Zofia Reych is a climbing anthropologist
specialised in writing, research
In love with training and the great outdoors, she believes that the process is more valuable than the achievement.
Her writing has been published by The Guardian, The Huffington Post, Climbing Business Journal, Outdoor Women Alliance, GÓRY Polish Climbing Magazine, and others.
In August the International Olympic Committee announced climbing’s inclusion in the Tokyo 2020 Olympic Games. Since then almost everybody within the community has been speculating about what to expect. Chris Sharma called the proposed competition format “a big shame” and Adam Ondra went on to use the word “tragedy”. Whilst the format is definitely controversial, there’s even more to consider.
How did we get here?
Nearly a century ago, a group of alpinists were recognised for “the most beautiful kind of heroism” and awarded silver medals during the world’s first winter Olympiad in Chamonix. This fact is often cited as a historical proof that climbers belong in the Games. In reality however, there’s little continuity between George Mallory’s failed Everest expedition of 1922 and Tokyo 2020.
A much more compelling argument can be built around the modern competition scene. The first international event was held on real rock in Italy in 1985, with Germany's Stefan Glowacz taking home the first ever gold medal. A year later, Edlinger and Destivelle won at the first indoor comp in Lyon. Within just a few years the lead World Cup circuit had emerged. Speed climbing was added in 1988 and a year later - bouldering.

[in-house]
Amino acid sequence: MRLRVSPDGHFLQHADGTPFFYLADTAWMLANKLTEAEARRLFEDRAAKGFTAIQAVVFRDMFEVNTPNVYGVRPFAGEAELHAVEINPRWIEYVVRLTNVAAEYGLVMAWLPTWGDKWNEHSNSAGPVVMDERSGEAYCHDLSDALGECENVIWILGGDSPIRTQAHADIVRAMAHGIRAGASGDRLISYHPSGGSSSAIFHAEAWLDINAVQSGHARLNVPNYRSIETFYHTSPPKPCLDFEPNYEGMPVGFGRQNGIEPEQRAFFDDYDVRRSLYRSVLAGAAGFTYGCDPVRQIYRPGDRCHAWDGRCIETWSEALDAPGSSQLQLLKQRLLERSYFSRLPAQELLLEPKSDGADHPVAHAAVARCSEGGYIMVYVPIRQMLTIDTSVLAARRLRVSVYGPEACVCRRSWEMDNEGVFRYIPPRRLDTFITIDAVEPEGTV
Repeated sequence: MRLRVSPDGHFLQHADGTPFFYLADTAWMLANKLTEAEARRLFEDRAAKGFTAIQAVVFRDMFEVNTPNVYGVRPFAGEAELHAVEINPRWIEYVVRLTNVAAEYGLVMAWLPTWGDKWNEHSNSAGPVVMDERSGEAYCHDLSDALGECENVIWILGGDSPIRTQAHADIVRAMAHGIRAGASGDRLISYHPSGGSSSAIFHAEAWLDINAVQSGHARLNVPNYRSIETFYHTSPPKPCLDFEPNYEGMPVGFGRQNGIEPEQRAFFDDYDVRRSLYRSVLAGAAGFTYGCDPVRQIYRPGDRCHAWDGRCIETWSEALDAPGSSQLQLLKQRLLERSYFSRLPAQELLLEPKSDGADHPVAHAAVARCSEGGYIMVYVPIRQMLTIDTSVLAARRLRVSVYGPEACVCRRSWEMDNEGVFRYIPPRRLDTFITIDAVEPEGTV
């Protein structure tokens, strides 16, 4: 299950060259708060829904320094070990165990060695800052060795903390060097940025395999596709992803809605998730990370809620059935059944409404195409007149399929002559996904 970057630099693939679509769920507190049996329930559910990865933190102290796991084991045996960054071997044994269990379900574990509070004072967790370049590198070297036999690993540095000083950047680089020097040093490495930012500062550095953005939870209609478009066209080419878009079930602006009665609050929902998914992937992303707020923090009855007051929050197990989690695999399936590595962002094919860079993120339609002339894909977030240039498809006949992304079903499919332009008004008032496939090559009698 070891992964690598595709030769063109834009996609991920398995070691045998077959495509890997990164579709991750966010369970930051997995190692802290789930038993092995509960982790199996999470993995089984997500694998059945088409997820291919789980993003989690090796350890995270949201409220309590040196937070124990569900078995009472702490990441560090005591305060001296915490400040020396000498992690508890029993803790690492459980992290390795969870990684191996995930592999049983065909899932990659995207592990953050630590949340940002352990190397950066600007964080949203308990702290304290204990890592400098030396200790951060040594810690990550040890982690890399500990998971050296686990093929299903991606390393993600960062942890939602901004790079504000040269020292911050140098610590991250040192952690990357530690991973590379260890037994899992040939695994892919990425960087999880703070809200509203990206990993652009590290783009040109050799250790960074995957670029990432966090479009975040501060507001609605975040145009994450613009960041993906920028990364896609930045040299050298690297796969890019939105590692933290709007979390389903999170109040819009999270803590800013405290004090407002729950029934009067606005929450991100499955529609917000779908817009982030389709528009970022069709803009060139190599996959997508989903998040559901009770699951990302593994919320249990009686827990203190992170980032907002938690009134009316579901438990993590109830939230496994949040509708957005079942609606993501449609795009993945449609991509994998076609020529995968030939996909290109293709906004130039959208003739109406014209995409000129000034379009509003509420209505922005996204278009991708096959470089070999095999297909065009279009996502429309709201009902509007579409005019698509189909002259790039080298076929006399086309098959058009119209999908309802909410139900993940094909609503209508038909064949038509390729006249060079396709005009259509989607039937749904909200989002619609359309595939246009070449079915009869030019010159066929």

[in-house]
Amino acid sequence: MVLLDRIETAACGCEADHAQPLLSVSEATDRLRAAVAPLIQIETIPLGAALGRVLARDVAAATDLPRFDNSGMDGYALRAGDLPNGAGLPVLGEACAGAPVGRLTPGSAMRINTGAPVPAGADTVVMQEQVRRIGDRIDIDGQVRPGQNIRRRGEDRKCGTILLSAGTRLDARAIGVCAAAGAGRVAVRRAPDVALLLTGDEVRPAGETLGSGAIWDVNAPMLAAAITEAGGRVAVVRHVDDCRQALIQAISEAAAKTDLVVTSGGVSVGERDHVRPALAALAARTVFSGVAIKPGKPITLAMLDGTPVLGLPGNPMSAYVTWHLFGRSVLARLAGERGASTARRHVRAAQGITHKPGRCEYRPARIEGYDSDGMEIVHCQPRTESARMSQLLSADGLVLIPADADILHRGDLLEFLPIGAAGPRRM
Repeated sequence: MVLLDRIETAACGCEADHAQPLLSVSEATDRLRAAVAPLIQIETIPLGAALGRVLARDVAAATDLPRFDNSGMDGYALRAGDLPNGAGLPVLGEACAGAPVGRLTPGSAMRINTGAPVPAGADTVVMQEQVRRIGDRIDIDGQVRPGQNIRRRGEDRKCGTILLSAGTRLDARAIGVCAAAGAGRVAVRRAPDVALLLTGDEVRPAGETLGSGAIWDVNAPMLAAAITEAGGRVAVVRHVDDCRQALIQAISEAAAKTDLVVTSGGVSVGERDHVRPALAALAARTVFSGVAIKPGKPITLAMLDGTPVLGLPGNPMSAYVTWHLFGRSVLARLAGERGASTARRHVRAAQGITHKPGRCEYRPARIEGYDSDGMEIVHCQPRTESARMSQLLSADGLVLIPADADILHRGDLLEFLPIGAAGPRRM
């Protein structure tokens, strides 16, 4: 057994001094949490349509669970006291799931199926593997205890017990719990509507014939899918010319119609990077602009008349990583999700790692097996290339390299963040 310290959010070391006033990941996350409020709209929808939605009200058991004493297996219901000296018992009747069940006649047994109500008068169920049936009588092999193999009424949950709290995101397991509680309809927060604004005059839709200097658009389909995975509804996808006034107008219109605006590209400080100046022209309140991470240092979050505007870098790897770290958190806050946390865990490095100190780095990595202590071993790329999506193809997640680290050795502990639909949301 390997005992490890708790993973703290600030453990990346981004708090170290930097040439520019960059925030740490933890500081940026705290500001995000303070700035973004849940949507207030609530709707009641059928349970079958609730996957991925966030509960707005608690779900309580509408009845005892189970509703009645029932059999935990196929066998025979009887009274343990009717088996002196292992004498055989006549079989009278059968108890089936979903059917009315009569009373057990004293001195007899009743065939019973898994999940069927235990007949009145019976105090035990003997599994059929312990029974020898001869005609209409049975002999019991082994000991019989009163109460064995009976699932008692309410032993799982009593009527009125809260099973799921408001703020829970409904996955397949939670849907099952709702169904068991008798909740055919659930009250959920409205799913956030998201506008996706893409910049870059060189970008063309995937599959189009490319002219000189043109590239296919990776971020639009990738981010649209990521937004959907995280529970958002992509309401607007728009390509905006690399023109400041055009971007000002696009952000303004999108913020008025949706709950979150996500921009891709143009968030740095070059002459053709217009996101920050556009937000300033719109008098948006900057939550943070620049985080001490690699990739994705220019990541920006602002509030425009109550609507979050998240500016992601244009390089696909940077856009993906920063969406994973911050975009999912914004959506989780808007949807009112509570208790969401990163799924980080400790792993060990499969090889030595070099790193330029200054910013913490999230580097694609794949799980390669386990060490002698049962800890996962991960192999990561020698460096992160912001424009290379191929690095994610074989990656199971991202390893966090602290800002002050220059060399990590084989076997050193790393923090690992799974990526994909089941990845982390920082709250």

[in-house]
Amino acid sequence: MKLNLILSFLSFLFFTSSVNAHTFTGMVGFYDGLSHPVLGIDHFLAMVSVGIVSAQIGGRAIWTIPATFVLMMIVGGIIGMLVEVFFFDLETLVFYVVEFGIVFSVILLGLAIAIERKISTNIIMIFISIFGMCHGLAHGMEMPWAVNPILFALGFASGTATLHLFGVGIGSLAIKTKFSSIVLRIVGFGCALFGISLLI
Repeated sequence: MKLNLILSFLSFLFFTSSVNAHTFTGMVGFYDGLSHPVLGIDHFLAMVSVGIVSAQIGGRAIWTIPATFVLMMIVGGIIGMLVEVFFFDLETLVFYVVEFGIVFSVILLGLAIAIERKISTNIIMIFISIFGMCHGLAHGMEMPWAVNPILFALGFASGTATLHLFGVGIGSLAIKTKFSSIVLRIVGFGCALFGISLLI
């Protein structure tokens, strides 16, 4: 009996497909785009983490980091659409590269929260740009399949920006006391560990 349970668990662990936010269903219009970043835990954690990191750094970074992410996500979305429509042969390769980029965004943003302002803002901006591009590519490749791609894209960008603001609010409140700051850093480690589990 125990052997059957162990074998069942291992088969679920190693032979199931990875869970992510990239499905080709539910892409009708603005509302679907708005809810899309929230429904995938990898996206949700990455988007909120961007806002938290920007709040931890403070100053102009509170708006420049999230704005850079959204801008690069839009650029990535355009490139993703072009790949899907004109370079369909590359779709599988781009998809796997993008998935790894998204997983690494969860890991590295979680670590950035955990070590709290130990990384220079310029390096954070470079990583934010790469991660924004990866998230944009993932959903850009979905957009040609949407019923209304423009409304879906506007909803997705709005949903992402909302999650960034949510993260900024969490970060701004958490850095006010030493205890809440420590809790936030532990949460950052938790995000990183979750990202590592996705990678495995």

The new, competitive aspect of climbing needed a governing body separate from the UIAA (International Climbing and Mountaineering Federation), and the IFSC was born in 2006. From the outset, newly appointed officials had their sights firmly set on the Olympics.
Last year the IOC made a non-negotiable offer: 40 competitors and only one gold medal. Suddenly the IFSC had a tough decision to make. To make everybody equally happy - or, as it turned out later, equally unhappy - they decided that Olympic climbing should become a kind of triathlon, with the winner determined by combined results from lead, speed and bouldering events.
Speed climbing what?
Although speed climbing may seem a little esoteric, in countries such as Russia, Ukraine and Poland it’s a popular sport with long history. The first competition was reportedly held as early as 1947 in USSR and it was derived from the rich tradition of Soviet mountaineering.
Over time, the discipline has evolved into a duel played out on a slightly overhanging, 15-metre route. Graded around 6b, it’s the same in every competition and training venue around the world. The current record holder, Daniel Boldyrev from Ukraine, runs up the wall in a ridiculous 5.6 seconds.
With speed climbers rarely excelling in bouldering or lead climbing, the Olympic format will put them at a huge disadvantage. Some argue that they might have a hard time even qualifying, although the procedure won’t be revealed until March 2017.
The current World Champion, Marcin Dzieński from Poland, is optimistic: "Everything's just a matter of training. With good coaches and motivated athletes, there’s nothing that can’t be done," he says.
However, he regards the Olympic format as “pointless and counterproductive” and goes on to explain how excellence in one discipline rules out world-class results in at least one other. Nonetheless, he hopes to make the cut in 2020.
The majority of pro comp climbers are of a similar opinion. Daniel Woods called the format “kind of lame” but, like Dzieński, he too is already preparing for the big event. Both hope that the IOC will be willing to offer more in 2024 and allow for the creation of a format that better suits the world’s best climbers. However, for now it’s equally possible that after Tokyo climbing will be dropped from the Olympics altogether. Like all new sports introduced to the Games, it is yet to prove its value to both the audience and the organisers.
Although speed climbing’s inclusion caused the most stir within the community, for a crowd that’s new to the sport, a vertical race might actually be far more spectacular and easier to understand than bouldering or lead. And, as noted by Alex Puccio, it is speed climbers who actually set world records.